Big bang: the inaugural Chicago Architecture Biennial opens its doors
The inaugural Chicago Architecture Biennial opens its doors
It is somewhat astonishing that in our increasingly design-aware, festival-rich, global cultural landscape, the Chicago Architecture Biennial, which just launched last weekend, is the very first of its kind in North America. Even more so when one thinks of the city's (and country's) invaluable architectural contribution to modern design. So when it did launch, it did so with a bang.
The organisers, backed by the city's mayor, Rahm Emanuel, brought in two highly experienced international curators – Sarah Herda, currently of the Graham Foundation and formerly of Manhattan's Storefront for Art and Architecture, and Joseph Grima, who succeeded Herda at Storefront and has since worked at Domus and the New Museum – who co-signed the main show at the Chicago Cultural Centre and its several off-site programs.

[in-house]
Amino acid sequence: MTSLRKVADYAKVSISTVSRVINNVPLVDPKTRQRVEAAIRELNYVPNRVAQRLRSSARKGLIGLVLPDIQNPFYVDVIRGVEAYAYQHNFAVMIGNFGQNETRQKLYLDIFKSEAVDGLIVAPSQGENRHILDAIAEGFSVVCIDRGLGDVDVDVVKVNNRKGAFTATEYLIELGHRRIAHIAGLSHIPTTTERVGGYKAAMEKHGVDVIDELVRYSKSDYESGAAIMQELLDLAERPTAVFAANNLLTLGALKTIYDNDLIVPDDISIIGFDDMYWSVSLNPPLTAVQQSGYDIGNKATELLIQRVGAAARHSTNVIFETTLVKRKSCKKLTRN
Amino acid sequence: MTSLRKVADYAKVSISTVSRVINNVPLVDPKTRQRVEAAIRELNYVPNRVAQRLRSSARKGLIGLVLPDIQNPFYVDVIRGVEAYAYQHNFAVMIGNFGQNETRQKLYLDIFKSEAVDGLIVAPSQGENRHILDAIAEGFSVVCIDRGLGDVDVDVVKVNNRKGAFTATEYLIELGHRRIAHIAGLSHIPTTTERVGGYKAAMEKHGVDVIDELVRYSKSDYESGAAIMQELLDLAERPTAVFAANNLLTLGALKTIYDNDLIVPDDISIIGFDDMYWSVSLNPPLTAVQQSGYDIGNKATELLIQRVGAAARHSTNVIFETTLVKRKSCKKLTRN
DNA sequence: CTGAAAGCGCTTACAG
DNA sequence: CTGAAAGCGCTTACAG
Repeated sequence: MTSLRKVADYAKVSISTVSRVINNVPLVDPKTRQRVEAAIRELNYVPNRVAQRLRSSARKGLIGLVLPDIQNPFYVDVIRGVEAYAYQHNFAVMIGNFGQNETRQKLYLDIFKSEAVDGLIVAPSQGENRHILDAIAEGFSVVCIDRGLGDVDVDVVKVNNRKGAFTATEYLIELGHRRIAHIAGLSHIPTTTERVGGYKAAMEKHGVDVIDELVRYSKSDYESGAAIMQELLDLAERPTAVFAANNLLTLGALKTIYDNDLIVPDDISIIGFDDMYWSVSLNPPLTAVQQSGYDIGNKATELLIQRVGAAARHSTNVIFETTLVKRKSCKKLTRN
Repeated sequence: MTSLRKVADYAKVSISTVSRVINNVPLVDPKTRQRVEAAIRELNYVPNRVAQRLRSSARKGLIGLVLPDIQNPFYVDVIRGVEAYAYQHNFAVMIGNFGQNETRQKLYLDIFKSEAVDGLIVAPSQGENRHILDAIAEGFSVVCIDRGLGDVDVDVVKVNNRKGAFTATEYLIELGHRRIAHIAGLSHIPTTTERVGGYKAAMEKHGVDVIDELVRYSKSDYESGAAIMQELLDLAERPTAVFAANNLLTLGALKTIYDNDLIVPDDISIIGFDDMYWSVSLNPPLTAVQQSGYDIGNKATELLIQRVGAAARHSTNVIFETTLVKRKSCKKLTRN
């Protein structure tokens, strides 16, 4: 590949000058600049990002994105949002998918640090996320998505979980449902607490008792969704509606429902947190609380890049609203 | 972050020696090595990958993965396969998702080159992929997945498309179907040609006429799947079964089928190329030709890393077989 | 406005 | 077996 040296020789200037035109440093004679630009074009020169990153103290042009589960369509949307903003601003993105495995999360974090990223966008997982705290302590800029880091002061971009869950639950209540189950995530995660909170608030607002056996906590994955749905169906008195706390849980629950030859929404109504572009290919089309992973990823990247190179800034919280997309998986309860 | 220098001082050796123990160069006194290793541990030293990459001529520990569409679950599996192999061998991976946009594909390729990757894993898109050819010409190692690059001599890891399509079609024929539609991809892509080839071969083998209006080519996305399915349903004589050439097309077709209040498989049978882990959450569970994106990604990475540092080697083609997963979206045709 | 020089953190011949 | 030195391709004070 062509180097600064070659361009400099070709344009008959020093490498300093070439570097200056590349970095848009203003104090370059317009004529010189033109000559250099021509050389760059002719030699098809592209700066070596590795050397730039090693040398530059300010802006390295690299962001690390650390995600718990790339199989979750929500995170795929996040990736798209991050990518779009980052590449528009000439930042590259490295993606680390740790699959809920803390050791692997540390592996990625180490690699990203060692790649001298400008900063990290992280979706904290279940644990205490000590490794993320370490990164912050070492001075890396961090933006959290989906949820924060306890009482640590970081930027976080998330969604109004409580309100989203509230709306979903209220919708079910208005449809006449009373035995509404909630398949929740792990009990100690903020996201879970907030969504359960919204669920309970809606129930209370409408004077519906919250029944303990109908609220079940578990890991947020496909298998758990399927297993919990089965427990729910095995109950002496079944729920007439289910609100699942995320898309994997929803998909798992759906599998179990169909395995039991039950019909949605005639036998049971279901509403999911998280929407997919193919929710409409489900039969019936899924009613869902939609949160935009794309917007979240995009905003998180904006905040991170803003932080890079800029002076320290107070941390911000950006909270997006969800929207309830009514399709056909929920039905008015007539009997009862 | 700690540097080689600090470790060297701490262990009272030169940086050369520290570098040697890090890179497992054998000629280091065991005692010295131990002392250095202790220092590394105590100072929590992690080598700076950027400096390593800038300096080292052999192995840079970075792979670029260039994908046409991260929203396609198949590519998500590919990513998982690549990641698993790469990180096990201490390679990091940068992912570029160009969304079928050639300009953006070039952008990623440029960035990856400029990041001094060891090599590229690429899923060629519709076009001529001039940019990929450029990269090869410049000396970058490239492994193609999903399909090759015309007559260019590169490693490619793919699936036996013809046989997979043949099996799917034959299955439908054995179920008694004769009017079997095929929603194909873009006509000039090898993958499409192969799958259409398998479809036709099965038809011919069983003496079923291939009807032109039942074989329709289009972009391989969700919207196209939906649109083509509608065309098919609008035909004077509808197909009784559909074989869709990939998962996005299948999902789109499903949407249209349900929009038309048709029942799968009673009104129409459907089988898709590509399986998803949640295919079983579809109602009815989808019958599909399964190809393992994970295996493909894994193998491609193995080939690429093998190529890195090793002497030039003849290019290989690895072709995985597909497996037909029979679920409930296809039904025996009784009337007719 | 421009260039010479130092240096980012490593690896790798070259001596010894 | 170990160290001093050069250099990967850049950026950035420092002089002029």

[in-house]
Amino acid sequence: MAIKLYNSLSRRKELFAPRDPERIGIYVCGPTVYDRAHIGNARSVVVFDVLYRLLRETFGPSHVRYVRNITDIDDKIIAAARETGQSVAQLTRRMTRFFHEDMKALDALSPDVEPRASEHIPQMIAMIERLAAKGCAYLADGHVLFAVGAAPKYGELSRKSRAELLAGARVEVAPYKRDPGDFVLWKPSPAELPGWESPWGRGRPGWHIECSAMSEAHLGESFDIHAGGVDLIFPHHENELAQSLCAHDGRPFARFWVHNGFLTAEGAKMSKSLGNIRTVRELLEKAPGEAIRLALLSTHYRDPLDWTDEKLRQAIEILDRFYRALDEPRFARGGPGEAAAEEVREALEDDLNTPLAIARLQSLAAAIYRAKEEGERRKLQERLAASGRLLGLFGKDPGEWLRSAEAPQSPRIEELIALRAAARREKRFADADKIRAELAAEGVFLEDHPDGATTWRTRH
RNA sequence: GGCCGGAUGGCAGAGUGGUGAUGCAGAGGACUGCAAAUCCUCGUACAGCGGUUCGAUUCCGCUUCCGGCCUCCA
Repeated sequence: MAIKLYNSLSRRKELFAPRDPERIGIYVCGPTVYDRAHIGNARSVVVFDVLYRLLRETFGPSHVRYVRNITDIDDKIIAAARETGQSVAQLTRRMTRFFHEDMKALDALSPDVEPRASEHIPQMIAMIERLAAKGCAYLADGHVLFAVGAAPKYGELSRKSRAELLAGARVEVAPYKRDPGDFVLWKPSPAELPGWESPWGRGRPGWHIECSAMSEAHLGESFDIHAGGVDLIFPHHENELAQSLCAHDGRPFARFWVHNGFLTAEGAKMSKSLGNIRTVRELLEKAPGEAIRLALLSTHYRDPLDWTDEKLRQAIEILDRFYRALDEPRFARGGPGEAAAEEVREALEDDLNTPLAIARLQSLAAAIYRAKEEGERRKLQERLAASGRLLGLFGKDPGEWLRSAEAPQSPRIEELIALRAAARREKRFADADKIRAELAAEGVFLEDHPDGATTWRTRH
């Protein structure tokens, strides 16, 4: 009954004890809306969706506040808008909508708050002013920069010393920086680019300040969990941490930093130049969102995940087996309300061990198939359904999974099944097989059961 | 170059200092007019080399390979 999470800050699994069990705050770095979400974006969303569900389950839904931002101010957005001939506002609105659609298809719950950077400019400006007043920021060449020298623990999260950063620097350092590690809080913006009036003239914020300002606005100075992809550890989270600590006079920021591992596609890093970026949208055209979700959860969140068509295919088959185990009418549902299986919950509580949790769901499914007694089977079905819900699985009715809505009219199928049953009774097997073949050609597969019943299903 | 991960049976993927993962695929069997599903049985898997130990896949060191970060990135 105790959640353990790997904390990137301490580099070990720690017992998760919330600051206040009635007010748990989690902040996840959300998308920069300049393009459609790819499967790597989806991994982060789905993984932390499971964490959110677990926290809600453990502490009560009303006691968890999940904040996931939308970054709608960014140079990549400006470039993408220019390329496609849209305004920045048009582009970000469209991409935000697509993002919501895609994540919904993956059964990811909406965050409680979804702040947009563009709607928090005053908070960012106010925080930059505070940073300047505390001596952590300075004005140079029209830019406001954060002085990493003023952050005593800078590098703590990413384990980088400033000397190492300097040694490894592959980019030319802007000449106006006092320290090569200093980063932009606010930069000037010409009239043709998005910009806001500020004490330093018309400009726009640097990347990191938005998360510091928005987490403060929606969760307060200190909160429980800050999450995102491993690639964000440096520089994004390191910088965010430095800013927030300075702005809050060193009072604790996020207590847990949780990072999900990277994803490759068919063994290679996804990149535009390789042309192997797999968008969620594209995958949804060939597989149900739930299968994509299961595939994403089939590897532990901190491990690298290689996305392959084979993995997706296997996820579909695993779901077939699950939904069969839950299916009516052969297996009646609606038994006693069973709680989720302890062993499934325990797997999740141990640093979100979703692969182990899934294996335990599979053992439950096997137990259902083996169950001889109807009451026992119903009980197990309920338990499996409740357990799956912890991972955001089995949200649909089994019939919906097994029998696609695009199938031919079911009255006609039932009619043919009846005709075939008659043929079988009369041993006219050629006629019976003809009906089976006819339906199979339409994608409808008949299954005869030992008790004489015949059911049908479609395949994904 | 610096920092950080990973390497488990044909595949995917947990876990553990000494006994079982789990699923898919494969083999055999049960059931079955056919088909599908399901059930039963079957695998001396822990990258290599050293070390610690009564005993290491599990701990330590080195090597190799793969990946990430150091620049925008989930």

Maintaining an open brief (if a little too open – there were very few organised themes in the many galleries, although this, the curators explain, was deliberate), the pair delved into all the different issues and ideas that occupy the minds and drawing boards of contemporary architects. The show produced includes collaborations between humans and spiders (yes, that's right – Tomás Saraceno did just that) and an exploration of police stations by Jeanne Gang, to using the unused (Atelier Bow-Wow's installation saw to that) and even full scale houses from Mexican architect Tatiana Bilbao, NY office MOS and Vietnamese practice Vo Trong Nghia. Exploring projects of varying scales in Chicago, the States and beyond, this was a truly international fair that did not limit itself to a single location.
Several partner events across town and further afield – from the Stony Island Arts Club, to Farnsworth House, the SC Johnson HQ in Wisconsin, Mana Contemporary, the Arts Institute of Chicago and the Chicago Design Museum – joined in, making the inaugural Chicago Architecture Biennial a rich and layered experience.